How was Chopin's The Awakening received as a literary work when first published?© BrainMass Inc. brainmass.com March 21, 2019, 10:13 am ad1c9bdddf
KATE CHOPIN'S THE AWAKENING: A CRITICAL RECEPTION
The late nineteenth century was a tumultuous time for the United States. The social, scientific, and cultural landscape of the country was undergoing radical changes. Darwin's theories of evolution and natural selection had called into question established views concerning humankind's origins (theories in which Kate Chopin had more than a passing interest); urbanization and restoration of the country following the Civil War ushered men and women into a new social identity; and, perhaps most importantly, the women's rights movement had been gathering momentum since 1848, when the first woman's rights conference was held in Seneca Fall, New York.
What this means is that for almost 50 years before Chopin published The Awakening, society had been engaged in a struggle over social ideologies and equal rights issues. As a result of this struggle, women as a whole had, to a certain extent, already experienced mobilization and emancipation from their socioeconomic fetters. For the first time in America, women began to bring the heretofore private issues of home and family into the public arena.
Mari Jo Buhle notes that women during the post-Civil War era "regularly participated in the marketplace, gained their own sources of support, and broke once and for all with humiliating forms of financial dependency on men" (51). Women "at all levels of society were active in attempts to better their lot, and the 'New Woman,' the late nineteenth-century equivalent of the 'liberated woman,' was much on the public mind" (Culley 117). In mid-1899, nearly a half-century after the women's movement officially had begun, the cultural and social soil seemed fertile for the literary introduction of Kate Chopin's fictional character, Edna Pontellier.
Choked by the cloistering, moralistic garb of the Victorian era, yet willing to give up everything--even her own life--for the freedom of unencumbered individuality, Edna Pontellier epitomized the consummate New Woman of the late nineteenth century. She embodied the social ideals for which women of that era were striving. She was individualistic--a maverick; she was passionate; she was courageous and intrepid--she was the definitive persona which thousands of women during the late nineteenth century exalted as a role model. This, combined with the fact that Chopin was already an established author, seemed an indicator that The Awakening was destined for success. One month before Chopin's novel was published, Lucy Monroe reviewed The Awakening for the March 1899, issue of Book News. Monroe's review praises Chopin's work as a "remarkable novel" and applauds it as "subtle and a brilliant kind of art" (Toth 329). Monroe further depicts the novel as "so keen in its analysis of character, so subtle in its presentation of emotional effects that it seems to reveal life as well as represent it" (Toth 328). Monroe's was a glowing review indeed, and undoubtedly heightened the mounting anticipation with which Chopin, her colleagues, and her publisher eagerly awaited the release of The Awakening.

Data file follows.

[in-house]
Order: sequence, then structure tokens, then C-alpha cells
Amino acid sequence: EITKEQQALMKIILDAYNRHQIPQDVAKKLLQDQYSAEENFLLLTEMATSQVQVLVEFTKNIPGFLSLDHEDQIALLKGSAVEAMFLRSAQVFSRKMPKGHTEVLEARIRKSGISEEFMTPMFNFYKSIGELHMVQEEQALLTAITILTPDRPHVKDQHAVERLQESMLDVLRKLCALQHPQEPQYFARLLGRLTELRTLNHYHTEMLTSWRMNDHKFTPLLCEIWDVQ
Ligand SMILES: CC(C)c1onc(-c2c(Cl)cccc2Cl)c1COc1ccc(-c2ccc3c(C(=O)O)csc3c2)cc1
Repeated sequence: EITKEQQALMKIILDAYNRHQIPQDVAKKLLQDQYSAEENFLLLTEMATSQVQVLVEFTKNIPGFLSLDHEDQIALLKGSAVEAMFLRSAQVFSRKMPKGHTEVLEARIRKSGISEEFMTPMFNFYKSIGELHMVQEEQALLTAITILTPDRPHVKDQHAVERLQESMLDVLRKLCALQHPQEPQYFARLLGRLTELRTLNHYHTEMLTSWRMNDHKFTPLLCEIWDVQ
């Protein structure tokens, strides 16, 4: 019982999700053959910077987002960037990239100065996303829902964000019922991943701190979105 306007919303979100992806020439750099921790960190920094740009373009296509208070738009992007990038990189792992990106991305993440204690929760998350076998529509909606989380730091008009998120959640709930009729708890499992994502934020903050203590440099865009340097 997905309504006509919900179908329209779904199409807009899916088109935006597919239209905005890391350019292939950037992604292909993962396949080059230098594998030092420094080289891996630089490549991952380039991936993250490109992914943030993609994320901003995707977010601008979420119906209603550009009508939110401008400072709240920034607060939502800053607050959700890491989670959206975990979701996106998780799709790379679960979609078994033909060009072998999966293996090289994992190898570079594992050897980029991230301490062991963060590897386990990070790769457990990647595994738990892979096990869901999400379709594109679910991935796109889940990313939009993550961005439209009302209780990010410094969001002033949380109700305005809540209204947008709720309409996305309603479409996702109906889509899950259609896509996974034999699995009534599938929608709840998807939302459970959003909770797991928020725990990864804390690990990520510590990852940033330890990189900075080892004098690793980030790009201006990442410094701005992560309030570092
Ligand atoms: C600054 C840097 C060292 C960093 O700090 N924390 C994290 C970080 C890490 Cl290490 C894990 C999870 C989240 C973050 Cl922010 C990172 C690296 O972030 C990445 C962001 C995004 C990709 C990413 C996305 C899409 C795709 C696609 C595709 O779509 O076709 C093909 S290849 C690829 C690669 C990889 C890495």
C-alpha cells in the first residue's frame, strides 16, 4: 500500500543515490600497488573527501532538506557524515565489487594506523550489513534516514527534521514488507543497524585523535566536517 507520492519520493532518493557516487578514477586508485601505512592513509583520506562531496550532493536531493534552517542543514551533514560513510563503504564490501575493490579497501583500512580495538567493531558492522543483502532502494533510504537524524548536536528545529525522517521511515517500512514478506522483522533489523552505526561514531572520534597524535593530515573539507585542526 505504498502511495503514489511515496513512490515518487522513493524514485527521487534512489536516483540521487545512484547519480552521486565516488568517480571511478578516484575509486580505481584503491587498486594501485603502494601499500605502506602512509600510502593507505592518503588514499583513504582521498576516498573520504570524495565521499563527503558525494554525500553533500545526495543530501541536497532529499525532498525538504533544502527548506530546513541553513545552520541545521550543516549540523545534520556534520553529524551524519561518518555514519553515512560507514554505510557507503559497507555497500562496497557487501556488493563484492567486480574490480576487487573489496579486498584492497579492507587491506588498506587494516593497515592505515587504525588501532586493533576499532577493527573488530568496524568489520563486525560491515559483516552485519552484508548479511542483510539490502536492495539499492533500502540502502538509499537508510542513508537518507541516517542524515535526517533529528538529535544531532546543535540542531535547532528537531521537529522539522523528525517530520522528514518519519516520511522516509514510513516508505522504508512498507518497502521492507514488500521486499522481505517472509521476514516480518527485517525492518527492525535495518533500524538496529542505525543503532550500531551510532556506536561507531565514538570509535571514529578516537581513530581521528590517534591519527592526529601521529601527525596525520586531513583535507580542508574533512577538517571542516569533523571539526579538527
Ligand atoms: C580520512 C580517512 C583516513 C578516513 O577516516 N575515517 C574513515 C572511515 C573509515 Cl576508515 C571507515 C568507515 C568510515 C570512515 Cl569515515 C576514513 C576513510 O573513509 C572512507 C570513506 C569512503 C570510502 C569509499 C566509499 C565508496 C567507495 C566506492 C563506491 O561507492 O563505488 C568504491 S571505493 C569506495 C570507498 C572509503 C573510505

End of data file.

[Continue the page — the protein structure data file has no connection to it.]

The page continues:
Although Monroe was the chief reader and literary editor for Chopin's publisher and undoubtedly had a vested interest in the success of The Awakening, her favorable review nonetheless undoubtedly hyped the unveiling of what Chopin expected to be a tremendous boost to her literary career.
After Herbert S. Stone & Company published The Awakening on April 22, 1899, Chopin anxiously awaited the response of critics; unfortunately, while Chopin anticipated a warm reception in the days following the novel's release, critics were already sharpening the literary knives with which they would dissect both the amoral disposition of Edna Pontellier and the prurient theme of The Awakening.
During the weeks immediately following its release, critics roundly condemned Chopin's novel . Despite Monroe's pre-publishing promotion and the mounting momentum of the women's movement, both Chopin and The Awakening were bombarded with an onslaught of unfavorable reviews. Most critics regarded the novel as vulgar, unwholesome, unholy, and a misappropriation of Chopin's exceptional literary talent. Many reviewers regarded the novel's aggrandizement of sexual impurity as immoral, and thus they condemned the novel's theme.
That Chopin was already a successful and popular writer further fueled the awkward consternation with which critics viewed The Awakening. In fact, because of Chopin's success with her earlier works, "Bayou Folk," "At Fault," and "A Night in Acadie," critics expected more of what Chopin was known for as a regionalist writer--realism and local color. They expected to read a novel rich in descriptive language, colorful characters, and the sights and sounds of Louisiana Creole life. Instead of local color, however, critics were shocked and dismayed at Edna Pontellier's behavior and considered Chopin's novel morbid and lacking literary value. In most cases, critics were at a loss to explain the reasons why an artist with Chopin's undisputed literary talent would contribute to what one reviewer called "the overworked field of sex fiction" (Seyersted 219).
Because Chopin's earlier works had met with substantial success, however, most critics acknowledged Chopin's gifted writing style while at the same time utterly condemning The Awakening's theme. For example, in the May 4, 1899, issue of the Mirror, Francis Porcher writes, "And so, because we admire Kate Chopin's other work immensely and delight in her ever-growing fame and are proud that she is 'one-of-us St. Louisans,' one dislikes to acknowledge a wish that she had not written her novel" (Culley 145).